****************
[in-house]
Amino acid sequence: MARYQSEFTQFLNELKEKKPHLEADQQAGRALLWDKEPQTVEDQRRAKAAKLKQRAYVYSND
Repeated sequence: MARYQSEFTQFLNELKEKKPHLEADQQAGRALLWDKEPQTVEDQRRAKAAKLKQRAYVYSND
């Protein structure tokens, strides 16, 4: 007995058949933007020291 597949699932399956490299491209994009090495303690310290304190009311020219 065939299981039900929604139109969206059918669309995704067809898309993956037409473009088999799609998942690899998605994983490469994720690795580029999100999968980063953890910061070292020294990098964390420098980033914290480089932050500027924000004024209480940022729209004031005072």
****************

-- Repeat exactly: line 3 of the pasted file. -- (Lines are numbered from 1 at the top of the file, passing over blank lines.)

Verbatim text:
Repeated sequence: MARYQSEFTQFLNELKEKKPHLEADQQAGRALLWDKEPQTVEDQRRAKAAKLKQRAYVYSND